...During graduate school at Columbia, Adoff had worked as a seventh-grade social studies teacher at a yeshiva in the Brownsville area of Brooklyn, a move he said gave him confidence that he could earn a living in the real world. After abandoning his
history studies in favor of becoming a writer, he rented an apartment in Greenwich Village and supported himself with a day job substitute teaching while he continued writing poetry and frequenting jazz clubs at night. In this period, he became Mingus’
s manager. It was Mingus who introduced Adoff to a young writer and occasional nightclub singer named Virginia Hamilton. The couple married in 1960 and would welcome two children, daughter Leigh and son Jaime. (Hamilton, of course, went on to become one
of the most distinguished authors of children’s literature, earning nearly every award and honor in the industry, including the Newbery Medal and a MacArthur Fellowship.)
Adoff had begun collecting Black literature in the late 1950s, and that pursuit dovetailed with his observation that the ethnically diverse students in his classrooms were exposed to racist textbooks and didn’t have access to books and magazines that
accurately reflected their experiences. Wanting to address that, he shared his favorite poems and works by Black writers with the kids. Once, Adoff recruited a friend—an editor at Macmillan—to make photocopies of some poems so he could distribute
them to his class. The friend was impressed by the selections and suggested Adoff meet with the editor-in-chief about turning them into a book. The result was his first anthology, I Am the Darker Brother: An Anthology of Modern Poems by Negro Americans,
published by Macmillan in 1968. Of his passion for curating collections like this one, Adoff told SATA, “I want my anthologies of Black American writing to make Black kids strong in their knowledge of themselves and their great literary heritage—give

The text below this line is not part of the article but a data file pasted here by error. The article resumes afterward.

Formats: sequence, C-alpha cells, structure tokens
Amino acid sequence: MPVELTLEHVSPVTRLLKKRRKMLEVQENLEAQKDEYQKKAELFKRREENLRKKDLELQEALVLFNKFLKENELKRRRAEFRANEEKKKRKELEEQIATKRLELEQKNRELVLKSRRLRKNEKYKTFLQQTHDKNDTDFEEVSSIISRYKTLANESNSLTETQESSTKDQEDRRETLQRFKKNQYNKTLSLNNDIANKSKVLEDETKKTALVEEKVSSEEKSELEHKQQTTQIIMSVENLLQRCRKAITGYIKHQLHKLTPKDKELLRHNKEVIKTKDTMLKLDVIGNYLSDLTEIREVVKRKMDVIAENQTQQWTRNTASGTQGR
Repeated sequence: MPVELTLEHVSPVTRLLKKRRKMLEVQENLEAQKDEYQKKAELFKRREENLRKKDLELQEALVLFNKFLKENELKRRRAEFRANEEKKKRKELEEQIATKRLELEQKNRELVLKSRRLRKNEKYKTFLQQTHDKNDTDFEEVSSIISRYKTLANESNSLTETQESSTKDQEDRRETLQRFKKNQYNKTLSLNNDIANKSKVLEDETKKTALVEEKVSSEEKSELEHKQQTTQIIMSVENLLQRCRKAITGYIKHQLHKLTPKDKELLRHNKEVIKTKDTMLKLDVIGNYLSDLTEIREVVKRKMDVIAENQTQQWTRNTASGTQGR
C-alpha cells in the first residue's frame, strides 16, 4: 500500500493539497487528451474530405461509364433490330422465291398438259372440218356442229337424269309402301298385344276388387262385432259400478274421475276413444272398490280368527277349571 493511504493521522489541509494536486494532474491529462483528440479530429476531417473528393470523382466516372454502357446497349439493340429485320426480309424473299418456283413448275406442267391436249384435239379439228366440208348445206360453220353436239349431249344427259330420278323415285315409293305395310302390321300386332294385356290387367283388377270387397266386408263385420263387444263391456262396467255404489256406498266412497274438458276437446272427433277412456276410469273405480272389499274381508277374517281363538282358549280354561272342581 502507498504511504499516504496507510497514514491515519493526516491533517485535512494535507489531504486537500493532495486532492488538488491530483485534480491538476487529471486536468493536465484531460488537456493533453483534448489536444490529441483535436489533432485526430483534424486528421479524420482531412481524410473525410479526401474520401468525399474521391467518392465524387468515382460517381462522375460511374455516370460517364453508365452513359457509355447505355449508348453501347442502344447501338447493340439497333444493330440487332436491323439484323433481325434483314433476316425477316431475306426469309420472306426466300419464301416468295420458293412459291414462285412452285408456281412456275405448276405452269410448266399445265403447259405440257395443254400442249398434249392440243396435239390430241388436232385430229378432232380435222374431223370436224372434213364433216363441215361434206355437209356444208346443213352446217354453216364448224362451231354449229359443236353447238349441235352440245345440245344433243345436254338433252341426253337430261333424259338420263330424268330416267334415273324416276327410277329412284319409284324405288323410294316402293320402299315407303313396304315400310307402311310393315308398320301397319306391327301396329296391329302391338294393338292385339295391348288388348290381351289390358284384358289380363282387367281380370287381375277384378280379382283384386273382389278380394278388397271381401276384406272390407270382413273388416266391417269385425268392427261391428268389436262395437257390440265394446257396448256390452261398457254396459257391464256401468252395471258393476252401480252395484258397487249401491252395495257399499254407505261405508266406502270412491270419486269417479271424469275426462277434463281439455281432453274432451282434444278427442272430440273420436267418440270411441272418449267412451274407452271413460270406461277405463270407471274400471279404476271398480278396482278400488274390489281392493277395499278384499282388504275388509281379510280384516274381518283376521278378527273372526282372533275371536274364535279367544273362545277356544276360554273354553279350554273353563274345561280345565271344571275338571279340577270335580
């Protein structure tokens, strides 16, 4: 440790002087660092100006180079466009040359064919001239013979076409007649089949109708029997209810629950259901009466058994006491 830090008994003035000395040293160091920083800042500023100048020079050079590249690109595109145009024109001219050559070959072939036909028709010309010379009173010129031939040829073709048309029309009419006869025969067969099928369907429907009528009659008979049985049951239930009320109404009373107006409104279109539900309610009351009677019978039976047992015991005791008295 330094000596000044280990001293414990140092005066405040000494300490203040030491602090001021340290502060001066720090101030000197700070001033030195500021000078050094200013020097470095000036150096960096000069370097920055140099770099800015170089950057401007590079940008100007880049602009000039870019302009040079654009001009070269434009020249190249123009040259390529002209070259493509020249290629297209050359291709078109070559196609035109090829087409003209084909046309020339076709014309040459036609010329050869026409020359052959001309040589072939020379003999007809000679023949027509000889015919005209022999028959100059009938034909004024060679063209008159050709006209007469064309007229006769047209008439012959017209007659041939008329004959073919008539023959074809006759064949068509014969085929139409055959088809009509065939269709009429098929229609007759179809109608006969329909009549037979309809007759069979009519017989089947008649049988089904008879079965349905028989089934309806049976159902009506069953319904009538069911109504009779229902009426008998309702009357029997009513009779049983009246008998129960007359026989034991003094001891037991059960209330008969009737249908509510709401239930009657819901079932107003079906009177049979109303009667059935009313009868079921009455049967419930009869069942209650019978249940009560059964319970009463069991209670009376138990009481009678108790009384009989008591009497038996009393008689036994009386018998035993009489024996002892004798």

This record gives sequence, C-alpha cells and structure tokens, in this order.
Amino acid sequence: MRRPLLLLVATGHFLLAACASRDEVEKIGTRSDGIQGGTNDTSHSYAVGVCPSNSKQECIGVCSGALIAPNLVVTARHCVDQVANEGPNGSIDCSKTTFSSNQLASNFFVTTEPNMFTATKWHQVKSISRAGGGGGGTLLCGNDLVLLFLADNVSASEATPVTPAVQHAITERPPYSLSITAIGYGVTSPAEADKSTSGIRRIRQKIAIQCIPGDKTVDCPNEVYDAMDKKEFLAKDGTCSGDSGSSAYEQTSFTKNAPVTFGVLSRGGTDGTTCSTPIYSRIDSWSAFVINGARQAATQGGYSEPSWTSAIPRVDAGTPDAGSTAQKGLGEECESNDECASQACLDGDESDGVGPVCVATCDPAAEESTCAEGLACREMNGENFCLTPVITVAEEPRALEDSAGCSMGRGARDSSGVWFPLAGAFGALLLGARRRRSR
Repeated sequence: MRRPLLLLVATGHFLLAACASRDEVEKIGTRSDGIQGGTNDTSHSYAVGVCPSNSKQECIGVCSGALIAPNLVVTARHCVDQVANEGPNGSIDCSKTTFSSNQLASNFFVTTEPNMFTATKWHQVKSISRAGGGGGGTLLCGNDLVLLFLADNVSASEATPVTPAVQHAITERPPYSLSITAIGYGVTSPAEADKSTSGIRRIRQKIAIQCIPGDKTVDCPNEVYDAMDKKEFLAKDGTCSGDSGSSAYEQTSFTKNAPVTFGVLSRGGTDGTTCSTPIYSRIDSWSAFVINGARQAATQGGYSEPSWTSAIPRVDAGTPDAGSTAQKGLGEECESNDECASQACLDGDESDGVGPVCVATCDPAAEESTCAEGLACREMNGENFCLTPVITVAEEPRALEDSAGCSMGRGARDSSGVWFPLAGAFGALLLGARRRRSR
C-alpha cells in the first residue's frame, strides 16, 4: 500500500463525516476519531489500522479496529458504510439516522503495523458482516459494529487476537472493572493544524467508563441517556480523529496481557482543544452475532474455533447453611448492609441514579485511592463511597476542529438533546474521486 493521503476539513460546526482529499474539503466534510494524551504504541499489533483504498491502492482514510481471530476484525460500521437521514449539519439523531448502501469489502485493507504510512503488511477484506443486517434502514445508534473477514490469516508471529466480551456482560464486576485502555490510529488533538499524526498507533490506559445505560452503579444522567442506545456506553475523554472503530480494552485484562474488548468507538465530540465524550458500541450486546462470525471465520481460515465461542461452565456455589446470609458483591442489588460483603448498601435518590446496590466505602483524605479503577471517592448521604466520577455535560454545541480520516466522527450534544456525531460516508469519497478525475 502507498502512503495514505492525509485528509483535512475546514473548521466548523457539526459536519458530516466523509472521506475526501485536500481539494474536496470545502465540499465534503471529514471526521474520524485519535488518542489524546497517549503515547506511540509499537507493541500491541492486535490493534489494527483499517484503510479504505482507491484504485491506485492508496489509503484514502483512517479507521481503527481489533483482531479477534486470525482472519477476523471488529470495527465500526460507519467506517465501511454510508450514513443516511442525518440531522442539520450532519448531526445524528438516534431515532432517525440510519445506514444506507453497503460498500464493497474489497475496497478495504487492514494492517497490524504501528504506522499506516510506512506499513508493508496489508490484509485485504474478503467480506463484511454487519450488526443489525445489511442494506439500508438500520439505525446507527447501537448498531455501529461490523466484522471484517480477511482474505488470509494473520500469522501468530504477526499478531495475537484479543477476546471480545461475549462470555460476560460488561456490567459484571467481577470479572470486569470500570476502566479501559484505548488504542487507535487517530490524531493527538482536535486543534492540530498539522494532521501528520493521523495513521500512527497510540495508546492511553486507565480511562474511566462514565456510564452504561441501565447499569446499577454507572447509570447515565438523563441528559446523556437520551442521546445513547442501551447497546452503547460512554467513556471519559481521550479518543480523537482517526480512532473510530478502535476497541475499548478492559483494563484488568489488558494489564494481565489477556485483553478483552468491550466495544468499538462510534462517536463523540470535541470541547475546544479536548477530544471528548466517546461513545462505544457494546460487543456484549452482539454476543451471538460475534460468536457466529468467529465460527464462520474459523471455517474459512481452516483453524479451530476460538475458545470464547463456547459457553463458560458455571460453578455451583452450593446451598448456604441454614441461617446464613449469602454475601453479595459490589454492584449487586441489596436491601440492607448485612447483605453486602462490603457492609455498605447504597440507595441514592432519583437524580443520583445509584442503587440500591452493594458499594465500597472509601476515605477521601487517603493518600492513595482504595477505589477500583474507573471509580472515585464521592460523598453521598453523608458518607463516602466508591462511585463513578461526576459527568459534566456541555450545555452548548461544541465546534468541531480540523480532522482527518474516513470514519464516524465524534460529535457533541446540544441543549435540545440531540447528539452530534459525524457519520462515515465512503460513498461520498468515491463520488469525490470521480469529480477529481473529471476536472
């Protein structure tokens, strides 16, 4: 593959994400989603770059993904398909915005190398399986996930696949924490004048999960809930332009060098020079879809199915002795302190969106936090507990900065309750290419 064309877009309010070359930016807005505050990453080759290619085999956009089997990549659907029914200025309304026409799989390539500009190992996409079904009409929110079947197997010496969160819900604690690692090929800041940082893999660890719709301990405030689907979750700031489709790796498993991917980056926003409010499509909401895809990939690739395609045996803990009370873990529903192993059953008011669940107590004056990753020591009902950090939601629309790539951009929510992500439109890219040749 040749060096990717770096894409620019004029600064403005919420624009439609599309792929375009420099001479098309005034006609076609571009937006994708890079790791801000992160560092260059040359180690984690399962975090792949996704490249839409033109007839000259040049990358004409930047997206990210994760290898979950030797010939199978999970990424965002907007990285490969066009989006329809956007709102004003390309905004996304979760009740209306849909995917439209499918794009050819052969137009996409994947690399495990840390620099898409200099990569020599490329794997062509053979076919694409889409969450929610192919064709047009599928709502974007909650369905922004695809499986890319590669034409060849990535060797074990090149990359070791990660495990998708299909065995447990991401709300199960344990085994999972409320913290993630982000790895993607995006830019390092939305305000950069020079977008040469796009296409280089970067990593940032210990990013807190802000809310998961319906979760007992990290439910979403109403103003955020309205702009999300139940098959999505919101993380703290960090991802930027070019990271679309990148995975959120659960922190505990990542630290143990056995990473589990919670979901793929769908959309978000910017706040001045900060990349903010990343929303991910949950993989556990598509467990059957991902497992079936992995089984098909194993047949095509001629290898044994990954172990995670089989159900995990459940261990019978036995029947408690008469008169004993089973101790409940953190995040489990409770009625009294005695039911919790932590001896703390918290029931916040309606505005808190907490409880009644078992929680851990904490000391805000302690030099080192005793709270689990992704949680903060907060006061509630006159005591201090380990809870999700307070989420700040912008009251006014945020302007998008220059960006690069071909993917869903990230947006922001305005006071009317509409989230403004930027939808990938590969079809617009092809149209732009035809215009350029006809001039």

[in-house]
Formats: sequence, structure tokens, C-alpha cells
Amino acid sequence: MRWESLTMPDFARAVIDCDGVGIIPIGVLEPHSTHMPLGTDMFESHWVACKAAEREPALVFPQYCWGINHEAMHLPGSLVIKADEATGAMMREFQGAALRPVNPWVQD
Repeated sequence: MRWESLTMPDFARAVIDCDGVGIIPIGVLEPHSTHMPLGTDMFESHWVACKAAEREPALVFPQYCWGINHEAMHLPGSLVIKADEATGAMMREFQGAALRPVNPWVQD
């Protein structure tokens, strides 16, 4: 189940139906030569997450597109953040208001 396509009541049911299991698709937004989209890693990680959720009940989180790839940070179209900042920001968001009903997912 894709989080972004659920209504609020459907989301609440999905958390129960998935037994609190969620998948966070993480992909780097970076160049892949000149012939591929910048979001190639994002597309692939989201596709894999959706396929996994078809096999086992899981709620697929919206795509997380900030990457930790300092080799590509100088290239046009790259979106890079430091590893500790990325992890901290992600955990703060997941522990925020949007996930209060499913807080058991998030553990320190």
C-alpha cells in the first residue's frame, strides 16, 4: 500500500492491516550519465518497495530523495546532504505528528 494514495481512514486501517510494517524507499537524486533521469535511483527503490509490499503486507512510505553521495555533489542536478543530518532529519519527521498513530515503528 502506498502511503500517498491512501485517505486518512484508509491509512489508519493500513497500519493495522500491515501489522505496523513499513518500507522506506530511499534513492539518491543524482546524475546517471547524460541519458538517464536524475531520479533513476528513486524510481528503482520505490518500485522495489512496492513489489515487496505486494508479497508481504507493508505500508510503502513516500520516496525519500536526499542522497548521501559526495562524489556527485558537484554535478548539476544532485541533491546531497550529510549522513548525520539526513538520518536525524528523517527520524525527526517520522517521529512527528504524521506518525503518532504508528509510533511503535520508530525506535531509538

them facts and people and power. I also want these Black books of mine to give knowledge to White kids around the country, so that mutual respect and understanding will come from mutual learning. We can go beyond the murders and the muddles of the
Arnold Adoff started writing when he was eleven years old-when he discovered that "girls and poetry were different from boys and prose." This was not the limit of his inspiration, however. Born in a Russian immigrant family and raised in New York City's
East Bronx, he read "everything in house" to satiate his curiosity. Later, he would carry stacks of books home from Bronx libraries. In his world, "books and food, recipes and political opinions, Jewish poetry and whether the dumplings would float on top
of the soup" were all worthy topics for literature.
After graduating from New York's City College with degrees in history and government, Adoff went on to Columbia University and then the New School for Social Research. He stayed in New York for twelve years afterward, teaching and counseling public
school students in Harlem and the Upper West Side. His experience with young adults gave him a simplified outlook for writing to the audience. "I just try to create real kids and say real things for real readers."...